Come and learn more about how we can become better friends and advocates as a sanctuary congregation and a justice faith community.  For example, supporting the children of Guatemala and their families through the Nueva Esperanza preschool; advocating for those held in detention centers and for children separated from their parents at the borders; and advocating for living wages, affordable housing, education and healthcare for all people.
with love, Pastor Laurie 

Court Hearing Tagami Lawsuit- No Coal in Oakland

Thursday, April 25 at 3pm
Wear your No Coal in Oakland t-shirt and join us at next Thursday’s court hearing in developer Phil Tagami’s second lawsuit against the City.  

Where:  Alameda County Courthouse,  Department 18, 1221 Oak Street, Oakland. Click here for more inforation about the hearing to keep coal out of Oakland.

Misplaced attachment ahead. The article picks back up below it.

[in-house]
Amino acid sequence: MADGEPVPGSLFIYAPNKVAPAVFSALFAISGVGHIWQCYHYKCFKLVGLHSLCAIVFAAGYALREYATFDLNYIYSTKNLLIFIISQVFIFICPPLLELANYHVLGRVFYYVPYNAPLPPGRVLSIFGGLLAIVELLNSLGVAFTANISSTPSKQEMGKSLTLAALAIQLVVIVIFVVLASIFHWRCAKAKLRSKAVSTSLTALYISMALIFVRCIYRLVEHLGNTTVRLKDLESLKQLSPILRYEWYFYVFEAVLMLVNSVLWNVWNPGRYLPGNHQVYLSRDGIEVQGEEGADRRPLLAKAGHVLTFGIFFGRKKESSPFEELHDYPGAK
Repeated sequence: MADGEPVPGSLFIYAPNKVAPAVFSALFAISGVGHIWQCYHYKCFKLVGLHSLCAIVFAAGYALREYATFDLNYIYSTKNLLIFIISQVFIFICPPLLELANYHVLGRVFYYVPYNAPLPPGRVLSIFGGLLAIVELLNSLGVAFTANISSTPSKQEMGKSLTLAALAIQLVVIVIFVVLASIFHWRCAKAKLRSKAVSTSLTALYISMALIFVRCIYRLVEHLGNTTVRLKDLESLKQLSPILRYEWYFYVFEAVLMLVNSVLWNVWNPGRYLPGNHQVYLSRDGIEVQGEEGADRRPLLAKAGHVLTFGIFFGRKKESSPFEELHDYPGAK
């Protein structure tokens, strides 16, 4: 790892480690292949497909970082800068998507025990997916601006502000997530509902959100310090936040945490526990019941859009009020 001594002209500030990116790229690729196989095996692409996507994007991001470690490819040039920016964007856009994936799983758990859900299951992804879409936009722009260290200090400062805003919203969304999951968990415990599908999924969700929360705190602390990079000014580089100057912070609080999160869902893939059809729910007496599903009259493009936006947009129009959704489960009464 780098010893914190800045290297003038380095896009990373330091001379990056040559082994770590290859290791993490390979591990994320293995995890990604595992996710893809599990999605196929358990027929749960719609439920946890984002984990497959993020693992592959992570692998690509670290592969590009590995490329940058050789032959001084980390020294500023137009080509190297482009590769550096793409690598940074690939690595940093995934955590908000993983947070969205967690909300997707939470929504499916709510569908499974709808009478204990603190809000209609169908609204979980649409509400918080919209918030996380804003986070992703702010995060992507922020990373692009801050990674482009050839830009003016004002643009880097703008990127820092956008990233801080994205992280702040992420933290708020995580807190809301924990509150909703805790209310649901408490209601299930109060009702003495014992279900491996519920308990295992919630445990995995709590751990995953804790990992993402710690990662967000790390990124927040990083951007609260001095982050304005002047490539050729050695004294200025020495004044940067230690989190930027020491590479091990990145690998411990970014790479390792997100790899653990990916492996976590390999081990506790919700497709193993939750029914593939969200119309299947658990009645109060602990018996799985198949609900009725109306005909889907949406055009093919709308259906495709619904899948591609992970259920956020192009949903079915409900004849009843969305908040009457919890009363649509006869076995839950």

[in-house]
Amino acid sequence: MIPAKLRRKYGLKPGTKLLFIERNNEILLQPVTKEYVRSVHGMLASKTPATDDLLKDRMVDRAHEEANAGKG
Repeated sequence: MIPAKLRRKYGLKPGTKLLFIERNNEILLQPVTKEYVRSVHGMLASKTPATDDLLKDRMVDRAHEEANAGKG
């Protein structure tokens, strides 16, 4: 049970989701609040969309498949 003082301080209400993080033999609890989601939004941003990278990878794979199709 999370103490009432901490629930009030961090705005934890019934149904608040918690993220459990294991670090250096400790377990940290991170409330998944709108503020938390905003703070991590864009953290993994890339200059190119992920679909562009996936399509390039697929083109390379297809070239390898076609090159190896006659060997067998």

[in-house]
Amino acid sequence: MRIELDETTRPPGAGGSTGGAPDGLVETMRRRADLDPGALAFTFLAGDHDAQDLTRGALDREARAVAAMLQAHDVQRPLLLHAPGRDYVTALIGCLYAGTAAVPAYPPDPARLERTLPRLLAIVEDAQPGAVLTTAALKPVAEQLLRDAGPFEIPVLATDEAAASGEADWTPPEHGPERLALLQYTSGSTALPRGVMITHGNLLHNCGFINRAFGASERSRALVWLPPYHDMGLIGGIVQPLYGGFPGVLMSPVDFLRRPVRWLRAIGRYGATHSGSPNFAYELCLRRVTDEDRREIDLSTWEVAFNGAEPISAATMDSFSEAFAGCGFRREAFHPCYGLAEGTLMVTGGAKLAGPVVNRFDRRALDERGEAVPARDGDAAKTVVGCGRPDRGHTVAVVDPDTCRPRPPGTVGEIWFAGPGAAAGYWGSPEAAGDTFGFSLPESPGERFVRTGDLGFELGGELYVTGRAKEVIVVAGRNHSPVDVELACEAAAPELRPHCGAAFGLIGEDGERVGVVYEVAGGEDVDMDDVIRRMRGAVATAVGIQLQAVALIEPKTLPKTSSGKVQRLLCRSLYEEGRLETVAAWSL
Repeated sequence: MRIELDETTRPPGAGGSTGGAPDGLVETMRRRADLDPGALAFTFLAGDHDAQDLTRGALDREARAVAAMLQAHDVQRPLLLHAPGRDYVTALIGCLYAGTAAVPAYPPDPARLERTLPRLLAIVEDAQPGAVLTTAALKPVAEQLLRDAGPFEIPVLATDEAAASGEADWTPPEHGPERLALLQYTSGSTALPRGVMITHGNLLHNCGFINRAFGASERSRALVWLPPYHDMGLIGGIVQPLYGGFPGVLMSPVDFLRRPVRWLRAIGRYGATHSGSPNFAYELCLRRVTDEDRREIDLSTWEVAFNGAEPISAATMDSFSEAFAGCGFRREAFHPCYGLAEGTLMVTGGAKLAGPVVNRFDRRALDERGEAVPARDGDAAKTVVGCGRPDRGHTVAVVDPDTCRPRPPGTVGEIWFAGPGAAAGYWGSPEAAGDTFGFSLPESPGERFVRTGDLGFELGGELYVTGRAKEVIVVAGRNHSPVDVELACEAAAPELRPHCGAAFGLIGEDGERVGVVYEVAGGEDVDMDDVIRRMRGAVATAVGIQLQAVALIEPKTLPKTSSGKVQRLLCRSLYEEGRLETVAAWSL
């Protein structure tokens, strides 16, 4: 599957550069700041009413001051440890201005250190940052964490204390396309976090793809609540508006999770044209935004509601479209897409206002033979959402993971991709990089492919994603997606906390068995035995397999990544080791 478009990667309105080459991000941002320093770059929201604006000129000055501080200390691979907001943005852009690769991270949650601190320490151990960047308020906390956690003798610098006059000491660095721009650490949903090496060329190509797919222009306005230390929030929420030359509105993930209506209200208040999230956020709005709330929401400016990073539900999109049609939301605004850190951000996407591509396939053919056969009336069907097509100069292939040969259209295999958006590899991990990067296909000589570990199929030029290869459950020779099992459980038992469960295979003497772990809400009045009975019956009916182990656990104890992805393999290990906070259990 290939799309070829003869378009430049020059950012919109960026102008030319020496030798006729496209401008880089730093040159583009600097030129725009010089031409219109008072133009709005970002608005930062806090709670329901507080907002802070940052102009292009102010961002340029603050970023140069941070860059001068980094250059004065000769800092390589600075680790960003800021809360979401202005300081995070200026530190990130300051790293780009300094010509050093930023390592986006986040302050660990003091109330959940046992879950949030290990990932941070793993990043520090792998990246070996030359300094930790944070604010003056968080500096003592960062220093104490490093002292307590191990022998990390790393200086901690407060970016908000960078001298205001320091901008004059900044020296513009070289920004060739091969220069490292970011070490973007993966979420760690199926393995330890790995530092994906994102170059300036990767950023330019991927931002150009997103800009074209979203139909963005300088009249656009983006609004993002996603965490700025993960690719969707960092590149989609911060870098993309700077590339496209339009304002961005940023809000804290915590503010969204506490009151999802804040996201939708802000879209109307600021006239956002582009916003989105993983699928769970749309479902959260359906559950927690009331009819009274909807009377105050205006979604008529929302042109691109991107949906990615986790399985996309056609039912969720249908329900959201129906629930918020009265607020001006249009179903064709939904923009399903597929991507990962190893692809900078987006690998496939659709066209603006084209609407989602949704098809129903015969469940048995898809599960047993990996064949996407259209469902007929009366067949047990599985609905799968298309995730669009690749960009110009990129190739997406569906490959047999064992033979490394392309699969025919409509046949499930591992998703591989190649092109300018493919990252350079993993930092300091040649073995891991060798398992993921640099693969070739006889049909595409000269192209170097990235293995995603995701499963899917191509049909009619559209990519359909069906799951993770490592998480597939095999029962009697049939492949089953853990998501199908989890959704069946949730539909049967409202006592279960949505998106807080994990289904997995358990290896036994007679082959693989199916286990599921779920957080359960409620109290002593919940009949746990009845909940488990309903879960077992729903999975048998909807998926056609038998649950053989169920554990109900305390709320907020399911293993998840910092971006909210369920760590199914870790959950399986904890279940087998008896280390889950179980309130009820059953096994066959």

In November 2018, the City of Oakland terminated Tagami’s lease because he failed to meet critical deadlines for beginning construction of the rail-to-ship terminal at the former Oakland Army Base. In December, Tagami filed a second lawsuit in state court against the City asking the court to reinstate his lease, given him a two-year extension to fulfill his obligations, and for hundreds of millions in damages.  The City moved to dismiss his lawsuit and the hearing on the motion is set for Thursday, April 25 before Judge Jo-Lynne Q. Lee in Alameda Superior Court.
Please join us in the courtroom to show support for the City.  Wear your  t-shirt.  Come 15 minutes early to ensure you have a seat.  Please RSVP if you can join us.